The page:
Get ready, folks, for a heck of a wild ride beginning next week.

Texas Democrats already are ‘demolished’


I consider Tom Mechler to be a friend. I’ve known him for about a dozen years and we have a nice relationship — even though we disagree politically on just about, oh, every single issue.

Still, I was glad to see the dedicated Panhandle Republican re-elected chairman of the Texas Republican Party this weekend. He survived an attempted coup by a fringe wing of his party that sought to topple him because he’s supposedly too friendly with LGBT elements within his party.

I’m going to take issue with something Mechler said in a statement after his re-election as party chairman had been assured.


According to the Texas Tribune, Mechler said this in a statement: “Our Party is strongest when we are united and I look forward to working each and every day to keep the RPT the most dominant state party in the country. Today the work begins to demolish the Democrats this November.”

Demolish the Democrats?

You mean, Mr. Chairman, that you’re going to wipe them off the face of the state map?

By my way of thinking, the Texas Democratic Party already is demolished. Good grief, dude. You guys occupy every statewide office there is. Democrats can’t field a credible challenge in any of them.

Has the chairman really considered just how dominant his party is these days?

I’ve long been a supporter of a strong two-party state. Before you accuse me of wanting to see Democrats come back, I assure you that I’ve said the same thing back when Democrats stood over the landscape. I once lived and worked in a Democratic bastion — the Golden Triangle — and I witnessed plenty of political arrogance there.

Texas is a one-party state. There can be no doubt about that.

What the GOP must concern itself with, though, is what is happening at the national level. The Party of Lincoln has become the Party of Trump. Mechler and his fellow Texans cannot control what the probable GOP presidential nominee is going to say as he stumps the nation. If anyone is capable of making Texas competitive this fall it’s Donald J. Trump.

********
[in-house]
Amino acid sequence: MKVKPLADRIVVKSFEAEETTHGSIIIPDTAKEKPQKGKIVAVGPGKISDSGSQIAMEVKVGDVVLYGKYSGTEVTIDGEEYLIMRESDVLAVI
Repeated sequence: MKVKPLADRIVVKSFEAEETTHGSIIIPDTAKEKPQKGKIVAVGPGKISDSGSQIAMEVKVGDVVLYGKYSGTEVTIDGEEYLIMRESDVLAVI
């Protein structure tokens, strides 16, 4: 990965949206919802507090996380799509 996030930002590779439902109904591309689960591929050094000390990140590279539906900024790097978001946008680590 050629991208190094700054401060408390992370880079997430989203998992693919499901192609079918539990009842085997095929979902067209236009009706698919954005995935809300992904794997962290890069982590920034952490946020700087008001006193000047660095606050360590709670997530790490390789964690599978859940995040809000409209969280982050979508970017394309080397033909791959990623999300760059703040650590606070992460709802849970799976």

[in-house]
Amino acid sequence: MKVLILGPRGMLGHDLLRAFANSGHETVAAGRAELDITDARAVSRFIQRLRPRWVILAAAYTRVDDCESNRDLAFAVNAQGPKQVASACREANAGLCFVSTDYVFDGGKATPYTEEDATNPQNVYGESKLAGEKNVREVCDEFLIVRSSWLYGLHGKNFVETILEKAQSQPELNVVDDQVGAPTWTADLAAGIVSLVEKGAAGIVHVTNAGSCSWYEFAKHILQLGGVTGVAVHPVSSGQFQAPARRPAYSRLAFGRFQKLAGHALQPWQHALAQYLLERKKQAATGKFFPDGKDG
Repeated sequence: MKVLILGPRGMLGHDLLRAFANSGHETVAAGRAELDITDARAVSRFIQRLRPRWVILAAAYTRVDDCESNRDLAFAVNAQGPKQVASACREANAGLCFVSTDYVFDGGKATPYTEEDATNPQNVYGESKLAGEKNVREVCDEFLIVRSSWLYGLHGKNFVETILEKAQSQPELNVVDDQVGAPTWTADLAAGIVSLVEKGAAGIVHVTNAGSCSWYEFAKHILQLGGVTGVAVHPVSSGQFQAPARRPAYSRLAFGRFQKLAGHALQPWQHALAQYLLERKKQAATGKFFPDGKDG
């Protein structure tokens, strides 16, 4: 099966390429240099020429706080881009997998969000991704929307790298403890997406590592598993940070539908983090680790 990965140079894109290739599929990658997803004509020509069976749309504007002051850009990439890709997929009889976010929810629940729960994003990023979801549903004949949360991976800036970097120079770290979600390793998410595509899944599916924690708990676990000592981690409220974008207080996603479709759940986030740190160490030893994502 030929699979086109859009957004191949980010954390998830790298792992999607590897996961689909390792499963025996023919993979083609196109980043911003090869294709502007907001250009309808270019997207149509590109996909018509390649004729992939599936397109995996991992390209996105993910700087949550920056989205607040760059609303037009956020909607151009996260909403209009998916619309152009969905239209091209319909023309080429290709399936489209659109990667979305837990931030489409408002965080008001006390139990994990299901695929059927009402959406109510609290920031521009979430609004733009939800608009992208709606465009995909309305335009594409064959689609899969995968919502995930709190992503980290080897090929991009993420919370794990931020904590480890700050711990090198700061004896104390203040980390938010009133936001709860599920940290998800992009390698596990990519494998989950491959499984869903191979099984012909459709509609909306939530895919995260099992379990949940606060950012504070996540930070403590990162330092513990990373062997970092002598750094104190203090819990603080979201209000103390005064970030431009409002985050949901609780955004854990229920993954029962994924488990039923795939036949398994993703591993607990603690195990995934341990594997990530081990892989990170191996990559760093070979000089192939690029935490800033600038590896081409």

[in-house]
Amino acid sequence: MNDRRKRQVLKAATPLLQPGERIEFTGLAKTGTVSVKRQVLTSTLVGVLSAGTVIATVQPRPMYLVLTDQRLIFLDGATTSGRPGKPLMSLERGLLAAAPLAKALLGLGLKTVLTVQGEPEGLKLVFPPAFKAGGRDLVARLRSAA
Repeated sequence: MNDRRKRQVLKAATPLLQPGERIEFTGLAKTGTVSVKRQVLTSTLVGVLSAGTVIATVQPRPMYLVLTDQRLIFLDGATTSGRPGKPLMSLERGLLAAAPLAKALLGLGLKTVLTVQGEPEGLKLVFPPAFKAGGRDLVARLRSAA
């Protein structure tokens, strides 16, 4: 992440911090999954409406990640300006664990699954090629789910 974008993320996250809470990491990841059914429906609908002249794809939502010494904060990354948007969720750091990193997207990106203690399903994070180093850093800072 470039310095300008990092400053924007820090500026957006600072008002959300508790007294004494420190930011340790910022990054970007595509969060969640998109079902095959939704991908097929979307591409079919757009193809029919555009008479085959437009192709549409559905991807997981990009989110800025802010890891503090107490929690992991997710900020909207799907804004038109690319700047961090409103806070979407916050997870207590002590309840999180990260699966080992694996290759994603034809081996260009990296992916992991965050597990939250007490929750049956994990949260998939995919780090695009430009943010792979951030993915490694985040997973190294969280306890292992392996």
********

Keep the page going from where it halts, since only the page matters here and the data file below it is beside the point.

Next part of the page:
Mechler need not worry about demolishing Texas Democrats. He needs to focus his concern about whether the party’s presidential nominee’s statements about Hispanics and women will breathe life into an opposing party that’s already been given up for dead.

Good luck with that, Mr. Chairman.


GOP fears its presidential frontrunner


So help me, I cannot remember the last time a leading major-party presidential candidate has stoked so much fear among those within the very party he wants to lead into the next election.

Donald J. Trump’s emergence from the ranks of unthinkable presidential nominee to a possible nominee has been a sight to behold — not that I have enjoyed beholding it.

Fellow Republican, U.S. Sen. Lindsey Graham of South Carolina, has tossed out an idea that (a) won’t go anywhere but (b) has some within the party actually considering it.

Ticket formation could come early.

Graham suggests that Ohio Gov. John Kasich and U.S. Sen. Marco Rubio of Florida ought to declare themselves a “ticket” to head off a Trump nomination. Graham — once a presidential candidate himself — doesn’t care which of them would head the ticket. He just wants two of the remaining five GOP presidential candidates to form an alliance to blunt the Trump charge.

There have been other “insurgencies,” to be sure.

Did the Democrats conspire against the candidacy of Sen. Eugene McCarthy and then Sen. Robert F. Kennedy when they challenged President Johnson in 1968? What about the 1976 GOP insurgency of former Gov. Ronald Reagan, who sought to wrest the nomination from President Ford?

This is different.

The very idea that the Republican Party could actually nominate someone with Trump’s background — as a reality TV celebrity, real estate mogul, and someone who’s boasted about his sexual exploits with women who were married to other men is sending the GOP “establishment” into apoplectic spasms.

As someone said only recently, the Party of Lincoln is becoming the Party of Trump.

Take a moment. Roll that around for a bit and consider what it really means to a once-great political institution.